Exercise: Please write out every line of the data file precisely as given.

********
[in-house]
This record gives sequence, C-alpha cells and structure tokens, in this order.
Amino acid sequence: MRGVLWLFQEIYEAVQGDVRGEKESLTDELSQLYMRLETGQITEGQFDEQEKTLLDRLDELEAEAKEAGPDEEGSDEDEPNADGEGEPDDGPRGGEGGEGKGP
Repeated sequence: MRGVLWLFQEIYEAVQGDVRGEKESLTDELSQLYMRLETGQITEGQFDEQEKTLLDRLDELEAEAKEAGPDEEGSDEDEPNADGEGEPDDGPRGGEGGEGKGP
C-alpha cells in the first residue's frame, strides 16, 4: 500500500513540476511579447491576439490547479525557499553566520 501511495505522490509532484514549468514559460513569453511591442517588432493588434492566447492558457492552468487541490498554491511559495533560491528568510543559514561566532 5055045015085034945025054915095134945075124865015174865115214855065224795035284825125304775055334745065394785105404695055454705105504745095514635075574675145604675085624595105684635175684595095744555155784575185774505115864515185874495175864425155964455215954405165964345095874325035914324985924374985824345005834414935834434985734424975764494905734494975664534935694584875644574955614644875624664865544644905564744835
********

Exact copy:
[in-house]
This record gives sequence, C-alpha cells and structure tokens, in this order.
Amino acid sequence: MRGVLWLFQEIYEAVQGDVRGEKESLTDELSQLYMRLETGQITEGQFDEQEKTLLDRLDELEAEAKEAGPDEEGSDEDEPNADGEGEPDDGPRGGEGGEGKGP
Repeated sequence: MRGVLWLFQEIYEAVQGDVRGEKESLTDELSQLYMRLETGQITEGQFDEQEKTLLDRLDELEAEAKEAGPDEEGSDEDEPNADGEGEPDDGPRGGEGGEGKGP
C-alpha cells in the first residue's frame, strides 16, 4: 500500500513540476511579447491576439490547479525557499553566520 501511495505522490509532484514549468514559460513569453511591442517588432493588434492566447492558457492552468487541490498554491511559495533560491528568510543559514561566532 5055045015085034945025054915095134945075124865015174865115214855065224795035284825125304775055334745065394785105404695055454705105504745095514635075574675145604675085624595105684635175684595095744555155784575185774505115864515185874495175864425155964455215954405165964345095874325035914324985924374985824345005834414935834434985734424975764494905734494975664534935694584875644574955614644875624664865544644905564744835